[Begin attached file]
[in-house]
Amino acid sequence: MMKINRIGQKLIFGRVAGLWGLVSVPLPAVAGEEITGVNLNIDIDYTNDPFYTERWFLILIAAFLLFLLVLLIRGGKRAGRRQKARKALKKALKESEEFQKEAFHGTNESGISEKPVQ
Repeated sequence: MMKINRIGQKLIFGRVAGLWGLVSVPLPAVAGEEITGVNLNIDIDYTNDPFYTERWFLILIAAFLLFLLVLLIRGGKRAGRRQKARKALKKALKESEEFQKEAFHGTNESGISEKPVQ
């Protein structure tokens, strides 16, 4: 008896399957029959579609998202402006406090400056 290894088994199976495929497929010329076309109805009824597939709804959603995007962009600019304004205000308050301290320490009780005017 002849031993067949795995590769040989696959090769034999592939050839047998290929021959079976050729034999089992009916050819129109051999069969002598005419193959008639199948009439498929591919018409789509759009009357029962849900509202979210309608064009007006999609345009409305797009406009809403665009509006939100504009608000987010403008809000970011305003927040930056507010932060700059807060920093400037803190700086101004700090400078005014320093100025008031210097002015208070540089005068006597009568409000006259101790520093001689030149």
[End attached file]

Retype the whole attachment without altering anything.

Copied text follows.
[in-house]
Amino acid sequence: MMKINRIGQKLIFGRVAGLWGLVSVPLPAVAGEEITGVNLNIDIDYTNDPFYTERWFLILIAAFLLFLLVLLIRGGKRAGRRQKARKALKKALKESEEFQKEAFHGTNESGISEKPVQ
Repeated sequence: MMKINRIGQKLIFGRVAGLWGLVSVPLPAVAGEEITGVNLNIDIDYTNDPFYTERWFLILIAAFLLFLLVLLIRGGKRAGRRQKARKALKKALKESEEFQKEAFHGTNESGISEKPVQ
């Protein structure tokens, strides 16, 4: 008896399957029959579609998202402006406090400056 290894088994199976495929497929010329076309109805009824597939709804959603995007962009600019304004205000308050301290320490009780005017 002849031993067949795995590769040989696959090769034999592939050839047998290929021959079976050729034999089992009916050819129109051999069969002598005419193959008639199948009439498929591919018409789509759009009357029962849900509202979210309608064009007006999609345009409305797009406009809403665009509006939100504009608000987010403008809000970011305003927040930056507010932060700059807060920093400037803190700086101004700090400078005014320093100025008031210097002015208070540089005068006597009568409000006259101790520093001689030149």